Orchid Hunting

Or: How I Chose Something Else

I like to keep a lot of houseplants around—it really helps make a house feel like a home.

Maggie used to give me a lot of guff about my taste in houseplants. She said that I could easily get a job as a hotel decorator because I had the same taste in plants. So, just to please her, I decided to pick up a couple flowers…orchids, in this case.

I'd avoided orchids for years, since I'd heard many stories about how difficult they are to keep. So, before I bought some orchid plants, I decided to do my research. And that’s when I stumbled across something incredibly weird.

There is an enormous black market for orchids. Seriously! Orchids are a multibillion-dollar market with a large percentage of that value being illegal.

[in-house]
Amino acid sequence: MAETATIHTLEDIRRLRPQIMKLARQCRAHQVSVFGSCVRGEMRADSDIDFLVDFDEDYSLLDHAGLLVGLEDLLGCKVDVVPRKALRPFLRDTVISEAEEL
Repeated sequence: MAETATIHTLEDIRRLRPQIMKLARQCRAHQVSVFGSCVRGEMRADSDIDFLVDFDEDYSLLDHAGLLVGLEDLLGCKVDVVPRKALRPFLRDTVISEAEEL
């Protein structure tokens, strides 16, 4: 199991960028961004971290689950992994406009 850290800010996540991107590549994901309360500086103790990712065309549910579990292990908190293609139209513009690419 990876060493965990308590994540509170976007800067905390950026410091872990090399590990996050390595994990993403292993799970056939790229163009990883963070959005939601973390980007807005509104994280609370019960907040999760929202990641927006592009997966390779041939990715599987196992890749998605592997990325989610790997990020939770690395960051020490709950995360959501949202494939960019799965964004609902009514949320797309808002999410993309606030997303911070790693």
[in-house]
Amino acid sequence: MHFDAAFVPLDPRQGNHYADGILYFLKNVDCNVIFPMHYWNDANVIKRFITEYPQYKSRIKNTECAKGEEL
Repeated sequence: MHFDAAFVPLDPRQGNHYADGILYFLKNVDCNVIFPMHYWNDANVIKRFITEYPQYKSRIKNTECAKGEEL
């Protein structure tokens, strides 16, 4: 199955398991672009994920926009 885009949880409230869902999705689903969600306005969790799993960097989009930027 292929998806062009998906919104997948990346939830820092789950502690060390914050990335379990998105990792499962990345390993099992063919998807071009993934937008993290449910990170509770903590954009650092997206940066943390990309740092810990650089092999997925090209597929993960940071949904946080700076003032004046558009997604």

Orchids have been wildly popular since the 1700s, largely due to their extreme variety. There are literally thousands and thousands of species, with new ones being discovered all the time. Some species go for incredible prices—one rare orchid species, The Gold of Kinabalu, sells for over five grand per stem on the black market. This one commands its high prices due to its unique appearance, its protection by the government of Malaysia, and the fact that the plants take 15 years to bloom.

Eventually, the extreme demand resulted in rare and delicate orchid species being driven extinct in the wild, all over the world.

Governments quickly began passing laws to prevent their smuggling from countries or harvesting by unauthorized personnel. But: since most of the countries involved merely punish offenders with fines—or short jail terms—at most, the legal threat isn’t a huge deterrent; potential profits are simply too large.

Some orchid species are being wiped out by orchid hunters before they even have a chance to be described by science.

I ended up going with a couple Cyclamen plants instead.

Posted in Cautionary Tales.

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